To eliminate the disks from having any part of the transfer, we will use netcat transferring the output of command yes. Netcat is described as being a “feature-rich network debugging and exploration tool”. It can be obtained from Source Forge, or it may already be available in your distribution.
Again we will use one of the machines as a server that receives the data and the other as a client that sends the information.
Basic usage
On th server machine
nc -v -v -l -n  2222 >/dev/null
listening on [any] 2222 ...
On the client machine
time yes|nc -v -v -n 2222 >/dev/null
On client stop the process  after 10 seconds (more or less) with ctrl-c, you’ll get something like:
sent 87478272, rcvd 0
real 0m9.993s
user 0m2.075s
sys 0m0.939s
On the server machine, note the data received (in bytes)
 sent 0, rcvd 87478392
Now multiply the bytes rcvd by 8 to get total bits, then divide by the time: Result in this example is 70Mb/s

Bandwidth Test Controller (BWCTL)

BWCTL is a command line client application and a scheduling and policy daemon. These tests can measure maximum TCP bandwidth, with various tuning options available, or, by doing a UDP test, the delay, jitter, and datagram loss of a network.
The bwctl client application works by contacting a bwctld process on the two test endpoint systems. BWCTL will work as a 3-party application. The client can arrange a test between two servers on two different systems. If the local system is intended to be one of the endpoints of the test, bwctl will detect whether a local bwctld is running and will handle the required server functionality if needed.
The bwctl client is used to request the type of throughput test wanted. Furthermore, it requests when the test should be executed. bwctld either responds with a tentative reservation or a test denied message. Once bwctl is able to get a matching reservation from both bwctld processes (one for each host involved in the test), it confirms the reservation. Then, the bwctld processes run the test and return the results. The results are returned to the client from both sides of the test. Additionally, the bwctld processes share the results from their respective sides of the test with each other.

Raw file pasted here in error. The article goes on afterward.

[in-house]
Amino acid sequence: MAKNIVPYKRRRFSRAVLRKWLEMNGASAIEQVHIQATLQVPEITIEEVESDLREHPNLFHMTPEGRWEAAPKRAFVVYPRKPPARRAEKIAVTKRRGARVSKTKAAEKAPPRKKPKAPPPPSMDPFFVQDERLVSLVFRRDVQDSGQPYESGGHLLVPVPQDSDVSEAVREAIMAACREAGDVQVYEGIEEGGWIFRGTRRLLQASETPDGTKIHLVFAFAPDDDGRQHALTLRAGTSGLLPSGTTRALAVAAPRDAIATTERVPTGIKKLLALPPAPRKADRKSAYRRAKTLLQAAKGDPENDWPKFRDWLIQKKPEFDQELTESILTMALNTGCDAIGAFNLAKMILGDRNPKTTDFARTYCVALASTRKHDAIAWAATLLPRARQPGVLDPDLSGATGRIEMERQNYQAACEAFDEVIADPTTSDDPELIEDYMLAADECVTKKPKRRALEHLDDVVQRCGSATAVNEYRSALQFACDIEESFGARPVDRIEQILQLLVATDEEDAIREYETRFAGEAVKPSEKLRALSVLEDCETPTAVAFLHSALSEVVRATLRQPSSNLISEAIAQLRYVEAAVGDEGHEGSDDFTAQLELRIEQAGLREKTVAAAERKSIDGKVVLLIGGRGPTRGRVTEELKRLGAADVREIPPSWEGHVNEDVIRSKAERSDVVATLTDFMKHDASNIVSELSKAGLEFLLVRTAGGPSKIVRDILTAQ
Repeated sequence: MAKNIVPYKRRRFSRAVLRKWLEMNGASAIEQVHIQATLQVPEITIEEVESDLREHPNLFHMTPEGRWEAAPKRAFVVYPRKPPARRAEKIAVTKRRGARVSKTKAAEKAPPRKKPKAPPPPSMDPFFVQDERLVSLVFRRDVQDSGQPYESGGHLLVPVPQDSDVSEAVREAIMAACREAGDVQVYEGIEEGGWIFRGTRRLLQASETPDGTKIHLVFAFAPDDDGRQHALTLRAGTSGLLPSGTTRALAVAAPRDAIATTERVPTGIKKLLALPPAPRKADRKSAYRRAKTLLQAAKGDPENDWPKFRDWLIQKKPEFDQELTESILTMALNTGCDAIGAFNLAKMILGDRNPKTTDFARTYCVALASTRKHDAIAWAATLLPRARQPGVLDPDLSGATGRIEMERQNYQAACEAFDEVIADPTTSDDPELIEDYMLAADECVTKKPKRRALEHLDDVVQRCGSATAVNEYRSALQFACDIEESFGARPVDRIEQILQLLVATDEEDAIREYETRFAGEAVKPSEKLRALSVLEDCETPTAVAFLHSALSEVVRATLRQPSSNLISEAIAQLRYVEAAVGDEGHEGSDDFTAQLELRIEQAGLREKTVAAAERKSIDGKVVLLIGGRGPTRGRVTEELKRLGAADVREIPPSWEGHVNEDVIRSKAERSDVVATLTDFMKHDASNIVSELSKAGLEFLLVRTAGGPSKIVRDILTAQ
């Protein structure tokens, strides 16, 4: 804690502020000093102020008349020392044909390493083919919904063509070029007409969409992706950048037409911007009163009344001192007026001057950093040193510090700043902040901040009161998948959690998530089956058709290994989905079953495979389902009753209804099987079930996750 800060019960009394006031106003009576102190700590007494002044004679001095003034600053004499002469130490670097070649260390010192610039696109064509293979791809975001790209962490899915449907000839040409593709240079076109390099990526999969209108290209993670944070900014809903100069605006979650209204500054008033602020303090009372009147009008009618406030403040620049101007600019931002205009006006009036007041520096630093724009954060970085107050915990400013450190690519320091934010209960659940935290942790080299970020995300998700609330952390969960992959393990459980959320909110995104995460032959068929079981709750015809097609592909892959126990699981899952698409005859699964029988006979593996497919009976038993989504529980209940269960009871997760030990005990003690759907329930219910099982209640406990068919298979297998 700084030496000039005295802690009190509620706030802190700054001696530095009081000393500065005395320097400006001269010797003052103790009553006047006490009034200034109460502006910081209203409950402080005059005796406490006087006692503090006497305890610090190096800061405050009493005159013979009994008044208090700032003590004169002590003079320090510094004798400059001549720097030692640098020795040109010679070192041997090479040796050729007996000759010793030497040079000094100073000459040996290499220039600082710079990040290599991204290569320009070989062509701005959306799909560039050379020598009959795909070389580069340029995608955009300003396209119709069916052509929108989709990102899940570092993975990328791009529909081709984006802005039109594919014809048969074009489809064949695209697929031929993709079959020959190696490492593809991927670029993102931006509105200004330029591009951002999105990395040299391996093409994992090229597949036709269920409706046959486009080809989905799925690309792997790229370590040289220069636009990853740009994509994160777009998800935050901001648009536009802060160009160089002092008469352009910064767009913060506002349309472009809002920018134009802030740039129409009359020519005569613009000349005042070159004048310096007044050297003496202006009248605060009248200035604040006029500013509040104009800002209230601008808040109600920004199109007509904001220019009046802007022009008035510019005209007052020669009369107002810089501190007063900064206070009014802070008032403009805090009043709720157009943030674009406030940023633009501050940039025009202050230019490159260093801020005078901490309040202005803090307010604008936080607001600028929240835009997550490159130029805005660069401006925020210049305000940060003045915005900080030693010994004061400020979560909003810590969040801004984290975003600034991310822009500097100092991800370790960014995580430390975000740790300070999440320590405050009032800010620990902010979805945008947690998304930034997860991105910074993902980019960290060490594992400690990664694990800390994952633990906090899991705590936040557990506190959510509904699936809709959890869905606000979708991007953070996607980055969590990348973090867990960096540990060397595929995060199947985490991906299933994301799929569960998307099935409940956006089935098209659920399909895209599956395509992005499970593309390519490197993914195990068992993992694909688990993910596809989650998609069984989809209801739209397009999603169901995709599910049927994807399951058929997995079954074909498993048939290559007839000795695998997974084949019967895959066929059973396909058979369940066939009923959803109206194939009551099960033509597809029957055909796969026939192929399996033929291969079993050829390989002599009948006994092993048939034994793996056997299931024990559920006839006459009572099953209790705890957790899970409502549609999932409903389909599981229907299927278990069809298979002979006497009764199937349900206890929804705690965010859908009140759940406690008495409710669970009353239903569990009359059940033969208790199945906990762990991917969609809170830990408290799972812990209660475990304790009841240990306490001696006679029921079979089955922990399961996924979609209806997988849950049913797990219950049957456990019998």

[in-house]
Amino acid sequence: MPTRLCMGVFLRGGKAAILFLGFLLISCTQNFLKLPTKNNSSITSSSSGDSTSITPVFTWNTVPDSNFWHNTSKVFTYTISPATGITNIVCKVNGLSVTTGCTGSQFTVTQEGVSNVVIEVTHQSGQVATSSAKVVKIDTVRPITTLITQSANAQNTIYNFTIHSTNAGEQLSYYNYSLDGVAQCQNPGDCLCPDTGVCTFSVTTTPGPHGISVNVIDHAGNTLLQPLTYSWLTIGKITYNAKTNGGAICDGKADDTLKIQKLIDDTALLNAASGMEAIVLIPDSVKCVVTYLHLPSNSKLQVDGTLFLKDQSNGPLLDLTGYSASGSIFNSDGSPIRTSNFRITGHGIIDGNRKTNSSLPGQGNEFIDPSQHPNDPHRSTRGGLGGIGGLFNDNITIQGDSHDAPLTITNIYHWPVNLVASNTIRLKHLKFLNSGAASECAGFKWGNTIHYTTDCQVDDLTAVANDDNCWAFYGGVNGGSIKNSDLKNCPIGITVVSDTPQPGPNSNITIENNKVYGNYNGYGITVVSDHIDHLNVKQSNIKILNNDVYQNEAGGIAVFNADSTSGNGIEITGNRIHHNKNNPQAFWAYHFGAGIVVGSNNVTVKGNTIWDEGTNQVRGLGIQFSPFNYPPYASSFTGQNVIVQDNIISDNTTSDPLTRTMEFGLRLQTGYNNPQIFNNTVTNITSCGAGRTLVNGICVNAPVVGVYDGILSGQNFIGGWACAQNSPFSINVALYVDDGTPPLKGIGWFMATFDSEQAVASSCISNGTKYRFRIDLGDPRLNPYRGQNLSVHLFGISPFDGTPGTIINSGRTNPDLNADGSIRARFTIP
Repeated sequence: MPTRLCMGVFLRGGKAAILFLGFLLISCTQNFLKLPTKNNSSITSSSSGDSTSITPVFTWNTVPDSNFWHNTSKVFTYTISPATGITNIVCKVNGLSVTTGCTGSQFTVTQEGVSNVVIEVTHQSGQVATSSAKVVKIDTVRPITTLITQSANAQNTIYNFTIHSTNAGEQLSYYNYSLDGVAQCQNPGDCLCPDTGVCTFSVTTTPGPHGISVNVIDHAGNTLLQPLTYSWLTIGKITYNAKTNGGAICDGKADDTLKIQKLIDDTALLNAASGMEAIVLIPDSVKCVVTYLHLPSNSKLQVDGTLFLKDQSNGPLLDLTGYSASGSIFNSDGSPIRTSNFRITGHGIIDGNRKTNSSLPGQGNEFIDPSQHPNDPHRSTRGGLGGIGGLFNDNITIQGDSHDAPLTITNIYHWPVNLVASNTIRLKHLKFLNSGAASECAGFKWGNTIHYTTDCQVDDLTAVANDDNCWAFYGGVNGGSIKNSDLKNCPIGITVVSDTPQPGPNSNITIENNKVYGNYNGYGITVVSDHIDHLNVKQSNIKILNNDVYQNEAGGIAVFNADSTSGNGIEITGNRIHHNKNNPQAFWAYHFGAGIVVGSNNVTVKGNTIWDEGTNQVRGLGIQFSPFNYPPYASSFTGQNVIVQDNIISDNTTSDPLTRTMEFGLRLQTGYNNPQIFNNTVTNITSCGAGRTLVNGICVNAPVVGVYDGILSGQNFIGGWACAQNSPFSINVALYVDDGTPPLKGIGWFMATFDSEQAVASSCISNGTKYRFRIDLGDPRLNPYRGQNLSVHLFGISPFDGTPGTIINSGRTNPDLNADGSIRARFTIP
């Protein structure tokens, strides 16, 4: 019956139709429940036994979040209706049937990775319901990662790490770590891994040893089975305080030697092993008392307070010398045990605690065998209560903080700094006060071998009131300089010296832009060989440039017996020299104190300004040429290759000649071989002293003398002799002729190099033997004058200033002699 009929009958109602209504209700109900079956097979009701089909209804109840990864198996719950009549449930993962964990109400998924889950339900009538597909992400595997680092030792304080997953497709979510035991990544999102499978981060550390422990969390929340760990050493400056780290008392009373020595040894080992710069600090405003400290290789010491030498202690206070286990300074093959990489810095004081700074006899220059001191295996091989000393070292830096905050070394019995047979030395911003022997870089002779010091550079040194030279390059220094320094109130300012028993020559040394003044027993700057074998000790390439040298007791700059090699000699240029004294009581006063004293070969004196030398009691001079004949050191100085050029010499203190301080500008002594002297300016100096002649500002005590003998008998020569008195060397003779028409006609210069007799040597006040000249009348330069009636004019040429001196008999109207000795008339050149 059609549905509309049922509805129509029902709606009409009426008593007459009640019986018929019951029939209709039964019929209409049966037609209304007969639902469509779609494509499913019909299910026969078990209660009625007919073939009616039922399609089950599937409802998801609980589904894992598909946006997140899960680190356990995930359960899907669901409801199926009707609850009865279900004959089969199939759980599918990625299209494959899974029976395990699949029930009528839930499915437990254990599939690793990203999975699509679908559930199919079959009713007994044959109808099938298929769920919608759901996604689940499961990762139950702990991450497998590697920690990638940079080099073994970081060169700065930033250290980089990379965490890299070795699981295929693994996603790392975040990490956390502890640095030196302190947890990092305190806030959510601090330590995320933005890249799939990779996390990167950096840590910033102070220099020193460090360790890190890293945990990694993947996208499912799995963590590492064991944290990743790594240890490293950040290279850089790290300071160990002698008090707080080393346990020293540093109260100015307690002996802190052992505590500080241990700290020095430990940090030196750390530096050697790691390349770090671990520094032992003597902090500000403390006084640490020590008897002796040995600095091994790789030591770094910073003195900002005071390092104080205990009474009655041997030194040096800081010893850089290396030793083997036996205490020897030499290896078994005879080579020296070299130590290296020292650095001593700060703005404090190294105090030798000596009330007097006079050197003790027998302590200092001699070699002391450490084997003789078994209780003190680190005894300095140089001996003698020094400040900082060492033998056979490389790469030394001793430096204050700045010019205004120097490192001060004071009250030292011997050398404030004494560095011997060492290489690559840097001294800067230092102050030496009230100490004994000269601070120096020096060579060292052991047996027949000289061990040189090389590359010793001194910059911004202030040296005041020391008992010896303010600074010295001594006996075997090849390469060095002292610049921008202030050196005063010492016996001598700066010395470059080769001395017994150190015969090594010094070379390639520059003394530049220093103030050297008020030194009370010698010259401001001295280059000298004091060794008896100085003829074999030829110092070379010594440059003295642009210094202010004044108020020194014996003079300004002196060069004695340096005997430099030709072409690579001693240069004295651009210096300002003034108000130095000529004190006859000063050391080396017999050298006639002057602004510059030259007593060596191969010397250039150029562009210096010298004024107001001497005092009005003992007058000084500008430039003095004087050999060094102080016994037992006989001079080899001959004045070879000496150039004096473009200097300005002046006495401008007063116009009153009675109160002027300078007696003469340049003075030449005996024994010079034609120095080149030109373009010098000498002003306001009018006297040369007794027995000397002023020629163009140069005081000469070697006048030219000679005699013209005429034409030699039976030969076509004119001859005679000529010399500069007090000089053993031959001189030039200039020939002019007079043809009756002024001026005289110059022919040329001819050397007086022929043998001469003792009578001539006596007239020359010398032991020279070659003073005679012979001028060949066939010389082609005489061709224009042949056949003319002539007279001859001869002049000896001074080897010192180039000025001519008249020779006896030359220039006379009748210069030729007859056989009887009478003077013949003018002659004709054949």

For more information check the man page:

Friday, September 13, 2013

Reclaiming Thin Provisioned Storage on Windows Using Sdelete

Many storage arrays such as HP’s 3Par line, Datacore, and others have the ability to thin provision storage.  VMware also has the ability to thin provision virtual disks (VMDK files).  Over time the storage utilization increases as data is created, fragmented, and moved.  When data is deleted the storage array does not automatically free up the disk space in the storage pool.  Block based storage arrays don’t have knowledge of what is using the LUN.  It could be a raw device or have a file system such as NTFS, VMFS, EXT3, VXFS, etc.  In order for most block based storage arrays to reclaim thin provisioned storage, the storage array has to find a zero bit pattern in an allocation unit of storage.  That way the array knows that removing an allocation unit from a LUN and returning for reuse in the storage pool does not result in lost data.  Datacore by default divides up it’s storage into 128MB segments called Storage Allocation Units or SAUs for short.  3Par uses a unit called a Chunklet which is 256MB.  If the array detects only zeros in an allocation unit, it will release it from the volume to which it is assigned and return it to the storage pool for reuse.